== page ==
Hetch Hetchy Entrance Residential Area Percolation Test

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A percolation test is needed for data collection on the septic capacity at the Hetch Hetchy Entrance residential area. The data will be used to assess the septic system's capacity based upon current use. Two systems will be evaluated. One is located at house #2000 the other at the tent cabin area.

The percolation test is designed to determine the suitability of a site for a subsurface sewage disposal system (i.e. septic system). More specifically, a percolation test measures the ability of the soil to absorb liquid. Data is needed to assist with design of septic systems for compliance with state standards.

The percolation tests are designed to simulate conditions in a septic system. Standard industry practice generally consists of a hole 6-12 inches in diameter dug in the area of the proposed septic system. The depth of this hole varies depending on the soils encountered but it is generally not greater than 24 inches. The hole is initially filled with water (presoak) in an attempt to saturate the soil, allowed to drain away and than refilled with approximately 12 inches of water. The rate at which the water drops in the hole is measured at intervals over a period of time ranging from 30-60 minutes. The uniform slowest rate of drop of the water level over a measured time interval is converted to minutes per inch and used as a basis of design in determining the septic system size. For example, if the water dropped uniformly 1\4 inch every five minutes the rate would be 20 minutes per inch. The Health Code provides a simple table that determines the size of the system based on the measured perk rate and the number of bedrooms in the home. The greater the number of bedrooms and the slower the percolation rate, the larger the system required. Commercial systems are sized using the perk rate and projected estimates of water usage in gallons per day.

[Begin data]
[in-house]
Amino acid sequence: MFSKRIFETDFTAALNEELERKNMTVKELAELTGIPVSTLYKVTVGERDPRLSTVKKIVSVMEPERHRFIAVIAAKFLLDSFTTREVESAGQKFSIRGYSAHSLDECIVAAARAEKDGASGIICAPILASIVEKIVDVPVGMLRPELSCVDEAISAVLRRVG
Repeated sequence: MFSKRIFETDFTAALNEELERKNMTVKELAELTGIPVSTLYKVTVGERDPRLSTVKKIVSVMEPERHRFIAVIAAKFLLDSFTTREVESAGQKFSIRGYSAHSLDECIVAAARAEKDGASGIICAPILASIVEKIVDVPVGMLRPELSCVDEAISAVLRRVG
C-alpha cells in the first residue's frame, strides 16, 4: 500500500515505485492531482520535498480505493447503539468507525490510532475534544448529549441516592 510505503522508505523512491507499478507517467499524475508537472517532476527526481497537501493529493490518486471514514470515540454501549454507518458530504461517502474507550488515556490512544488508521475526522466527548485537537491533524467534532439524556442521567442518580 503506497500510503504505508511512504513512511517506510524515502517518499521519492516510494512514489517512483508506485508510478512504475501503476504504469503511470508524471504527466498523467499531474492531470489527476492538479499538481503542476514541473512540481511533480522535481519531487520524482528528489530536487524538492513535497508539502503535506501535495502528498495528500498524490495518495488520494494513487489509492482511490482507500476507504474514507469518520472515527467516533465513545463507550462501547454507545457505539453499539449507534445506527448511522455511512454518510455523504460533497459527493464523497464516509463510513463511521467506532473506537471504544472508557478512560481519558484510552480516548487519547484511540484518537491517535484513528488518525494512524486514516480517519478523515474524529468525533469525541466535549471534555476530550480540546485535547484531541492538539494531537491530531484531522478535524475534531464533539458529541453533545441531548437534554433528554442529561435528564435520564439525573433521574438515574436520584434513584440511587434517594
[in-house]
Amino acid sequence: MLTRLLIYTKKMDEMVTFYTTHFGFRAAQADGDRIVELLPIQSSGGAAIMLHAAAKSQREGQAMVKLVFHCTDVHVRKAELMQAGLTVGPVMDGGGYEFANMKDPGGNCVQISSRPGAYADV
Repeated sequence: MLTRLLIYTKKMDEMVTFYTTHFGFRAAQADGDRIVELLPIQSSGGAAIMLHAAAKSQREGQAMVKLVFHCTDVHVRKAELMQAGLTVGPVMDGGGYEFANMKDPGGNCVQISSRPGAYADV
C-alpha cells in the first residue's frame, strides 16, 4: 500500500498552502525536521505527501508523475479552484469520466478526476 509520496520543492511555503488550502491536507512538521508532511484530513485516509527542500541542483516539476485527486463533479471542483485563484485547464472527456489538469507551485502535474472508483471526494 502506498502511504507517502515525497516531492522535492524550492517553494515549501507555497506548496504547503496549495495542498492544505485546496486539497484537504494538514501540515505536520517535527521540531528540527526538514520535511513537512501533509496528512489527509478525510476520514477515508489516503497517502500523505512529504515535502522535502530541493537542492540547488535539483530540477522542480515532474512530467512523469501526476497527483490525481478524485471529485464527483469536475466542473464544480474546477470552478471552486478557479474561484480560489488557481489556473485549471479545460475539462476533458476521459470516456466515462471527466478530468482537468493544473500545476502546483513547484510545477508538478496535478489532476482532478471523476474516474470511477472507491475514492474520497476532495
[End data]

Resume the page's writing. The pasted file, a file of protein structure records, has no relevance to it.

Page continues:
Percolation tests shall be scheduled with the park archeology office to facilitate archeological survey of the project area prior to test location selection. Locations of the testing shall be determined in consultation with the park archeology office, based on survey findings. In addition, a backhoe will be used to expose a few sections of the existing septic system so that an engineer may determine the condition of the existing facilities. The condition assessment holes shall be dug such that only previously disturbed soils are temporarily excavated. Archeological monitoring may be required during testing and condition assessment hole excavation.